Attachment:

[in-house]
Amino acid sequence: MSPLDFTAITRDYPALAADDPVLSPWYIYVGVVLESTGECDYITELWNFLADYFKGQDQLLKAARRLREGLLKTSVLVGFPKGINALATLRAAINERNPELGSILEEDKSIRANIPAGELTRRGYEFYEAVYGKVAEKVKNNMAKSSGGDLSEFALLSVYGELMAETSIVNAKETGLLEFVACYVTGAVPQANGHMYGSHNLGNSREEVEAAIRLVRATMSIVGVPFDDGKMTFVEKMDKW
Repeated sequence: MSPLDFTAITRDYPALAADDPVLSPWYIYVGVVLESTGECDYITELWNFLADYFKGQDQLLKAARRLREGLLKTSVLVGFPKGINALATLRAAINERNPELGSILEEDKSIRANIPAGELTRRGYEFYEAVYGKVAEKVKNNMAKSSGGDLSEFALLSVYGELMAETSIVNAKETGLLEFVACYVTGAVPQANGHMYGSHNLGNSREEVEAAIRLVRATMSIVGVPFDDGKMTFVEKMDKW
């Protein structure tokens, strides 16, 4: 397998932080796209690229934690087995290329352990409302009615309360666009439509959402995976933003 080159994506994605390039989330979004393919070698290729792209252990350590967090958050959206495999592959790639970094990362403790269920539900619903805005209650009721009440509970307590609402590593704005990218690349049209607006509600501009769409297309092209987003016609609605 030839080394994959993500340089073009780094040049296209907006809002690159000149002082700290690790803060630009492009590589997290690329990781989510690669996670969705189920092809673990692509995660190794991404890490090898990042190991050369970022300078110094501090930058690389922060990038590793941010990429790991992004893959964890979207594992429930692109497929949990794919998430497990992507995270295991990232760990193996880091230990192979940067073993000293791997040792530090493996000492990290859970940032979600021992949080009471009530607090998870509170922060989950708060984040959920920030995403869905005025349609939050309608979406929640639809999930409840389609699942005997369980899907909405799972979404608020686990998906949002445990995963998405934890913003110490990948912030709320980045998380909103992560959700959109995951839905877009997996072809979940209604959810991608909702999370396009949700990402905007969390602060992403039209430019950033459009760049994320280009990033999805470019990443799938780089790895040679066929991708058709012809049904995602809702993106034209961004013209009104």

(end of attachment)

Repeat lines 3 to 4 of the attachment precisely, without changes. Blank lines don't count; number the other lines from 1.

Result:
Repeated sequence: MSPLDFTAITRDYPALAADDPVLSPWYIYVGVVLESTGECDYITELWNFLADYFKGQDQLLKAARRLREGLLKTSVLVGFPKGINALATLRAAINERNPELGSILEEDKSIRANIPAGELTRRGYEFYEAVYGKVAEKVKNNMAKSSGGDLSEFALLSVYGELMAETSIVNAKETGLLEFVACYVTGAVPQANGHMYGSHNLGNSREEVEAAIRLVRATMSIVGVPFDDGKMTFVEKMDKW
């Protein structure tokens, strides 16, 4: 397998932080796209690229934690087995290329352990409302009615309360666009439509959402995976933003 080159994506994605390039989330979004393919070698290729792209252990350590967090958050959206495999592959790639970094990362403790269920539900619903805005209650009721009440509970307590609402590593704005990218690349049209607006509600501009769409297309092209987003016609609605 030839080394994959993500340089073009780094040049296209907006809002690159000149002082700290690790803060630009492009590589997290690329990781989510690669996670969705189920092809673990692509995660190794991404890490090898990042190991050369970022300078110094501090930058690389922060990038590793941010990429790991992004893959964890979207594992429930692109497929949990794919998430497990992507995270295991990232760990193996880091230990192979940067073993000293791997040792530090493996000492990290859970940032979600021992949080009471009530607090998870509170922060989950708060984040959920920030995403869905005025349609939050309608979406929640639809999930409840389609699942005997369980899907909405799972979404608020686990998906949002445990995963998405934890913003110490990948912030709320980045998380909103992560959700959109995951839905877009997996072809979940209604959810991608909702999370396009949700990402905007969390602060992403039209430019950033459009760049994320280009990033999805470019990443799938780089790895040679066929991708058709012809049904995602809702993106034209961004013209009104």